Friction is a drag. Students sometimes suppose that friction always opposes a body's motion, tending to reduce its speed. But there are many everyday examples showing that friction can be necessary to initiate and sustain motion.
Give some examples. State the definition of friction so that it cannot be misinterpreted. Racing photons. Consider light passing through a converging lens from a point source to a point image.
The light rays passing through the lens near its edge must travel a greater distance from source to image than do the rays passing through the center of the lens.
Wouldn't this make the rays arrive at different times and possibly cause destructive interference at the image? Unweaving a spectrum.
Sir Isaac Newton is famous for his experiments with light and prisms. He showed that the light passing through a prism separates disperses into a colored fan spectrum.
He also showed that if that colored light is then passed through another prism, properly arranged, it can be recombined into white light.
Thus, he argued, the colors are actually in the white light, not created by the prism. Here's a gallery of examples from the web, supposed to illustrate this experiment.
Textbooks and web pages frequently illustrate this experiment with such pretty pictures—and get it terribly wrong! Google prism recombine white light and view the images.
Most of the images will be wrong in one or more serious ways. This is a telling example of why the web is called "the misinformation highway", for it is dangerously compromised by potholes.
If you tried to duplicate this experiment in the lab, following these examples, you would surely fail. Identify the errors in each of these.
What is a correct way to decompose white light into colors and then recombine it into white light? There are several ways.
I once had a student who wanted a project for extra credit to raise his unimpressive average. I suggested he go into the lab and duplicate this experiment.
He copied textbook illustrations and failed every time. He was frustrated. Finally I suggested he might find out where the college library was, then locate Newton's "Optiks".
There he found out one way to do it successfully. The Soda Can. Here's a puzzle from Martin Gardner's collection. It is an old problem, but the method is still instructive.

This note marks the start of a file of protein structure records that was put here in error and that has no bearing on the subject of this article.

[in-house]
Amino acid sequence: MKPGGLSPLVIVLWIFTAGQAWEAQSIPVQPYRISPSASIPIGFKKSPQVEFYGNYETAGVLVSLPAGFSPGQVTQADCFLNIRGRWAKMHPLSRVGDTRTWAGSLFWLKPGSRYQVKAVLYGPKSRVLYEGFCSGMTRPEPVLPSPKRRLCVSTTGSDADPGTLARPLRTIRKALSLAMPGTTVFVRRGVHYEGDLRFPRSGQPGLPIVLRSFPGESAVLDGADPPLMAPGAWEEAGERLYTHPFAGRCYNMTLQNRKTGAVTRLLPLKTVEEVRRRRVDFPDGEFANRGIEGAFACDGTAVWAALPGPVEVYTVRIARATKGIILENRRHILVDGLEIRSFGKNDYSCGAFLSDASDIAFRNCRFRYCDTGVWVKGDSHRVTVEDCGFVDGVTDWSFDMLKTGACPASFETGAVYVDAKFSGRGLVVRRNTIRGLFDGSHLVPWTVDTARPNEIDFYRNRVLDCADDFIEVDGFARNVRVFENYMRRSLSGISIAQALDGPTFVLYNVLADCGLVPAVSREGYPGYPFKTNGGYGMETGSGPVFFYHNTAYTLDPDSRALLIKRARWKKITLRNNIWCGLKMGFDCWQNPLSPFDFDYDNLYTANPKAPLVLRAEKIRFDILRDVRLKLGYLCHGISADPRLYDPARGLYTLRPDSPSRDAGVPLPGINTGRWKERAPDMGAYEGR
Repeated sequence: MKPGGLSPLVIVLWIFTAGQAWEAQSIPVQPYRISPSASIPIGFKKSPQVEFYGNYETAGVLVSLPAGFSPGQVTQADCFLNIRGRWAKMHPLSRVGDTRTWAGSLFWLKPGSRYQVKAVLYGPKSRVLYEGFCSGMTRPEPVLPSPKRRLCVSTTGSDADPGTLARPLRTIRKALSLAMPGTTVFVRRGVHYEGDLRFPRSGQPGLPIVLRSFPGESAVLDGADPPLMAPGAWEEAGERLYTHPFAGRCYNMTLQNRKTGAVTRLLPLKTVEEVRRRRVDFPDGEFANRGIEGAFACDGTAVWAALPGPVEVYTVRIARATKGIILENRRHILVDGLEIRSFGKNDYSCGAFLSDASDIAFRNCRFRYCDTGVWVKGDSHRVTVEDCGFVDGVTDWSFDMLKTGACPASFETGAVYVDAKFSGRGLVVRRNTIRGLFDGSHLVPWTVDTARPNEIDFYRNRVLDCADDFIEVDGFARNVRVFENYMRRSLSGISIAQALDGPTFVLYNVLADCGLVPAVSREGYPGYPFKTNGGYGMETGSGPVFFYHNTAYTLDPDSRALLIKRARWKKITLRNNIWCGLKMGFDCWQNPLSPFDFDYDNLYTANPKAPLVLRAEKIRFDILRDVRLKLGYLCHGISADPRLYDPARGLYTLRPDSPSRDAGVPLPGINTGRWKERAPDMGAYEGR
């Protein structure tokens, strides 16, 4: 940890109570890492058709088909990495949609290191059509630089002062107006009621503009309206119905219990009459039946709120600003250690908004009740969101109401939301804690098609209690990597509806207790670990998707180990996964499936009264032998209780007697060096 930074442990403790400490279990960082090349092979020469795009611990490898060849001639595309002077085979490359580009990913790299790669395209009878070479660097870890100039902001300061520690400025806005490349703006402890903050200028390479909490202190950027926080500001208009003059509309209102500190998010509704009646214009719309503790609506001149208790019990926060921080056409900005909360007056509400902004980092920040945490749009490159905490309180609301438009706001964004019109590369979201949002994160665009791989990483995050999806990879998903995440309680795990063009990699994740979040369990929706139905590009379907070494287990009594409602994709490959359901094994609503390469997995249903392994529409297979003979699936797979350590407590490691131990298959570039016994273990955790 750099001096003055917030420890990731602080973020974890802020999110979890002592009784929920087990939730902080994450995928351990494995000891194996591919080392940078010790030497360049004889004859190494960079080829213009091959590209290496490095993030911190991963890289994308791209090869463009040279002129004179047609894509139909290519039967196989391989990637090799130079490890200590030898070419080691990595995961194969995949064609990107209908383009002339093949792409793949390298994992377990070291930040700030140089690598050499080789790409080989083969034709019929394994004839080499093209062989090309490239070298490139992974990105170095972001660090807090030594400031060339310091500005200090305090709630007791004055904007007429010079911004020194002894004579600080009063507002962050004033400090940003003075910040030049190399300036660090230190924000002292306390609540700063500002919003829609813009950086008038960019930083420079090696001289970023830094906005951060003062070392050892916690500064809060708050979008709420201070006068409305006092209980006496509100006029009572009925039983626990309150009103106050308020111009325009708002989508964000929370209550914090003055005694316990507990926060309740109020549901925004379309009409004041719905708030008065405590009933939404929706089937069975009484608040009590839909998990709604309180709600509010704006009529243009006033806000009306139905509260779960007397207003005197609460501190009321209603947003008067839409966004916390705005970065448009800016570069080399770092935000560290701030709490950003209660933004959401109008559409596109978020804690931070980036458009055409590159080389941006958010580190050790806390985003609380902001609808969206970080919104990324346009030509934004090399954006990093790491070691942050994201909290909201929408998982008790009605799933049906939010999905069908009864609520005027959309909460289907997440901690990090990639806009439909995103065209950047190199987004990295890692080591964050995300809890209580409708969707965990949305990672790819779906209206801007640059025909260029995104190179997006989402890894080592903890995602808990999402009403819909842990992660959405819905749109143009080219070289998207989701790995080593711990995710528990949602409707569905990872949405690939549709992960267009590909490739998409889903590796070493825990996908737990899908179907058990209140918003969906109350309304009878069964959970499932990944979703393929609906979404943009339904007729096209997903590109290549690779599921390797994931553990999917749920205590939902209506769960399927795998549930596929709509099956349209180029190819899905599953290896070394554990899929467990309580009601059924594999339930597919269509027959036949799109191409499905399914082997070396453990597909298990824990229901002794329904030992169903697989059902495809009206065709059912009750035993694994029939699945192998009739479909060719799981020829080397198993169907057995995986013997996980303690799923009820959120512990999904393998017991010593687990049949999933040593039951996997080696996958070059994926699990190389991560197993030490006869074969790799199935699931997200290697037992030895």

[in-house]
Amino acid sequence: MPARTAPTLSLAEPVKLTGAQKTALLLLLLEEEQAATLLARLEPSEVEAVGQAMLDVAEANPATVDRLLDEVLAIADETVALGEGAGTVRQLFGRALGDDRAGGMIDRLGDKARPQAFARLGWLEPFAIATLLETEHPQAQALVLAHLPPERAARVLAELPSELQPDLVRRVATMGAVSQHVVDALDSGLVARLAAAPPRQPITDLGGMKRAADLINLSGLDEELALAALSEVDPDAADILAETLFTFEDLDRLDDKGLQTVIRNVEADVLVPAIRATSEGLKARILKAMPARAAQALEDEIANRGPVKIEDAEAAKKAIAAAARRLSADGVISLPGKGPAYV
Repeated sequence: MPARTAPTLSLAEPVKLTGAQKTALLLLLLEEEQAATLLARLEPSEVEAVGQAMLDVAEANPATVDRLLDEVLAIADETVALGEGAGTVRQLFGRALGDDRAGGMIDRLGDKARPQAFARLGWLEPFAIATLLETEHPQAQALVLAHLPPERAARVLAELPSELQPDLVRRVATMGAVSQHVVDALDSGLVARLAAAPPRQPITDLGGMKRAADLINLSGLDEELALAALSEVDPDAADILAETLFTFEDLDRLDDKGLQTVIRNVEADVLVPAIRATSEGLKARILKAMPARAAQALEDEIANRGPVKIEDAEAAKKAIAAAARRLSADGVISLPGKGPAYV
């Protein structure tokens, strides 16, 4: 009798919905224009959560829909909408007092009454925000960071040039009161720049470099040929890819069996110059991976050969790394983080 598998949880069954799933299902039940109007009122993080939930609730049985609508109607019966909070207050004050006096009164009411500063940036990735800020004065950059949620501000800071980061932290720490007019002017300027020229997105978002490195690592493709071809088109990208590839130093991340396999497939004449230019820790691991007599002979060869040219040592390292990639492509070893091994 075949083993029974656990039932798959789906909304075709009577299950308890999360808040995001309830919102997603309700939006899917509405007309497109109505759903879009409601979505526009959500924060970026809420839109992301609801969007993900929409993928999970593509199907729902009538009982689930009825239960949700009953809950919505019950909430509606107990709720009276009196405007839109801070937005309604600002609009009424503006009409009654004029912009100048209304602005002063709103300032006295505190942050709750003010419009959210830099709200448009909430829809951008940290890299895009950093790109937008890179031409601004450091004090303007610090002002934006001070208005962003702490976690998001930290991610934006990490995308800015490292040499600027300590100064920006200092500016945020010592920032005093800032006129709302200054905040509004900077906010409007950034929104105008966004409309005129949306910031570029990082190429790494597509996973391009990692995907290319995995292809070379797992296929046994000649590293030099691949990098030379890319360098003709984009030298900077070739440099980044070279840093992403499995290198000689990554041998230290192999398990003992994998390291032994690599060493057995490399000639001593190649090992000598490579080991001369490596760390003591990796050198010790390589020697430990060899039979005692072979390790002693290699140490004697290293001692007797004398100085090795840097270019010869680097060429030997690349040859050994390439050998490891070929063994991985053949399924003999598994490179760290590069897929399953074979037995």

Assume that a full cylindrical can of soda has its center of gravity at its geometric center, half way up and right in the middle of the can.
As soda is consumed, the center of gravity is initially lowered. When the can is empty, however, the center of gravity is back at the center of the can.
There must therefore be a point at which the center of gravity is lowest. Knowing the weight of an empty can and its weight when filled, how can one determine what level of soda in an upright can will move the center of gravity to its lowest possible point?
To devise a precise problem assume that the empty can weighs 1. It is a perfect cylinder and any asymmetry introduced by punching holes in the top is disregarded.
The can holds 12 ounces 42 gram of soda, therefore its total weight, when filled, is Reverse Osmosis.
A correspondent from New Zealand sends us this ingenious idea that he saw in the Dec. We'll let him describe it: Osmosis is a process where water flows through a semi-permeable membrane from a less concentrated to more concentrated solution.
Reverse osmosis is where water flows through the membrane from a strong solution to a weak one. Of course you must have pressure behind the membrane to make it flow the "wrong" way.
To get fresh water to flow from seawater through a membrane takes a pressure of about 20 atmospheres. This is the basis of desalinating devices used on large ships.
Now, at this depth the head of salt water in the ocean around the end of the pipe is more than 20 atmospheres, say 21 atmospheres, so fresh water flows out of the ocean salt water into the fresh water pipe.
You may have to adjust the depths a bit depending on the density of the sea water but the principle seems plausible. Not only will this device give an endless stream of fresh water but can be used to run a small generator.
The figure shows the tube in the ocean, its top end curved to direct water to the little water wheel, W. You've gotta love perpetual motion proposals that are so simple, with no moving parts, and hold promise of solving our world energy problems and our fresh water resource problems as well.
That is, if only we can get enough of these machines running at once. At which point, A, B, C or D will the water flow fastest? There is a car with a flat roof, on a plain level road.
There is a helium balloon in the car, barely scraping the roof — any slight force will move it. You start the car and accelerate forward very fast.
Does the balloon move with respect to the car? If so, how? No any trick and no any air from window. There are two cylindrical rods of iron, identical in size and shape.